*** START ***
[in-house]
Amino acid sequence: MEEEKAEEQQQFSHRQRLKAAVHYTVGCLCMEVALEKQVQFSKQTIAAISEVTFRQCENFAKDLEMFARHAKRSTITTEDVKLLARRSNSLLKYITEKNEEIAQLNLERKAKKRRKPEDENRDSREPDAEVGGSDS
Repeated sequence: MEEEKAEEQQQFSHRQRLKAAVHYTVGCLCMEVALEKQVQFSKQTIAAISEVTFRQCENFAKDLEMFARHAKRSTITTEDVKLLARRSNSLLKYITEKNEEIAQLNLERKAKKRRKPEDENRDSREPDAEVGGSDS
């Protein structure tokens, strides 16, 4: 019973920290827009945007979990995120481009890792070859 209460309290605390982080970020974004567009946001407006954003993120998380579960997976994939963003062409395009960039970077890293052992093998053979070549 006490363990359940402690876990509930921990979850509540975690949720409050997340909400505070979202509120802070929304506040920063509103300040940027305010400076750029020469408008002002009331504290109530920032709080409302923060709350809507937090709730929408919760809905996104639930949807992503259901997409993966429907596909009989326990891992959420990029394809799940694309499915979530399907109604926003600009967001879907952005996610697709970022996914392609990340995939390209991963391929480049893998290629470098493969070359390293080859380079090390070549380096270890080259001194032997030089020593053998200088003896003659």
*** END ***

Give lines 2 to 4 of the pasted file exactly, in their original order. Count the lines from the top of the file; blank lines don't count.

Amino acid sequence: MEEEKAEEQQQFSHRQRLKAAVHYTVGCLCMEVALEKQVQFSKQTIAAISEVTFRQCENFAKDLEMFARHAKRSTITTEDVKLLARRSNSLLKYITEKNEEIAQLNLERKAKKRRKPEDENRDSREPDAEVGGSDS
Repeated sequence: MEEEKAEEQQQFSHRQRLKAAVHYTVGCLCMEVALEKQVQFSKQTIAAISEVTFRQCENFAKDLEMFARHAKRSTITTEDVKLLARRSNSLLKYITEKNEEIAQLNLERKAKKRRKPEDENRDSREPDAEVGGSDS
């Protein structure tokens, strides 16, 4: 019973920290827009945007979990995120481009890792070859 209460309290605390982080970020974004567009946001407006954003993120998380579960997976994939963003062409395009960039970077890293052992093998053979070549 006490363990359940402690876990509930921990979850509540975690949720409050997340909400505070979202509120802070929304506040920063509103300040940027305010400076750029020469408008002002009331504290109530920032709080409302923060709350809507937090709730929408919760809905996104639930949807992503259901997409993966429907596909009989326990891992959420990029394809799940694309499915979530399907109604926003600009967001879907952005996610697709970022996914392609990340995939390209991963391929480049893998290629470098493969070359390293080859380079090390070549380096270890080259001194032997030089020593053998200088003896003659």